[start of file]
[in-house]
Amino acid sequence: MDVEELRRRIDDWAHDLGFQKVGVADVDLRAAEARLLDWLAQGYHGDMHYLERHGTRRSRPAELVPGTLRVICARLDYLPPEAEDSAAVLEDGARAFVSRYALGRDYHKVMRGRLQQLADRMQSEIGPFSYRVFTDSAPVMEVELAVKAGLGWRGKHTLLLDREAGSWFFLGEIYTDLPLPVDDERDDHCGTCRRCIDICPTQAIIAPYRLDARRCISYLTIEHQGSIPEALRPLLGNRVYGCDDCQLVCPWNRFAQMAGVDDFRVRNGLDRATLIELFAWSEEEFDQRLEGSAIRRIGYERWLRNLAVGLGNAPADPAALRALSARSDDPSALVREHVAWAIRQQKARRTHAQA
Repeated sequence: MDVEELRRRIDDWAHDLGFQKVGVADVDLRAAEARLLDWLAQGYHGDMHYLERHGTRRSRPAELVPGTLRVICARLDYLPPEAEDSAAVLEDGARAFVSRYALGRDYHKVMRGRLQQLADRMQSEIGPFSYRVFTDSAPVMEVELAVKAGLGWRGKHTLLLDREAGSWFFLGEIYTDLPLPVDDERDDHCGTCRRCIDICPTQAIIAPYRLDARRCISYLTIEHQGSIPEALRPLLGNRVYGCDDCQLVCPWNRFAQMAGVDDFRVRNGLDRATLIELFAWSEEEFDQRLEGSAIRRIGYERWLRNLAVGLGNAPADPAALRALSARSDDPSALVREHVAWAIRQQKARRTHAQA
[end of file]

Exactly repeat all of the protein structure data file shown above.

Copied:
[in-house]
Amino acid sequence: MDVEELRRRIDDWAHDLGFQKVGVADVDLRAAEARLLDWLAQGYHGDMHYLERHGTRRSRPAELVPGTLRVICARLDYLPPEAEDSAAVLEDGARAFVSRYALGRDYHKVMRGRLQQLADRMQSEIGPFSYRVFTDSAPVMEVELAVKAGLGWRGKHTLLLDREAGSWFFLGEIYTDLPLPVDDERDDHCGTCRRCIDICPTQAIIAPYRLDARRCISYLTIEHQGSIPEALRPLLGNRVYGCDDCQLVCPWNRFAQMAGVDDFRVRNGLDRATLIELFAWSEEEFDQRLEGSAIRRIGYERWLRNLAVGLGNAPADPAALRALSARSDDPSALVREHVAWAIRQQKARRTHAQA
Repeated sequence: MDVEELRRRIDDWAHDLGFQKVGVADVDLRAAEARLLDWLAQGYHGDMHYLERHGTRRSRPAELVPGTLRVICARLDYLPPEAEDSAAVLEDGARAFVSRYALGRDYHKVMRGRLQQLADRMQSEIGPFSYRVFTDSAPVMEVELAVKAGLGWRGKHTLLLDREAGSWFFLGEIYTDLPLPVDDERDDHCGTCRRCIDICPTQAIIAPYRLDARRCISYLTIEHQGSIPEALRPLLGNRVYGCDDCQLVCPWNRFAQMAGVDDFRVRNGLDRATLIELFAWSEEEFDQRLEGSAIRRIGYERWLRNLAVGLGNAPADPAALRALSARSDDPSALVREHVAWAIRQQKARRTHAQA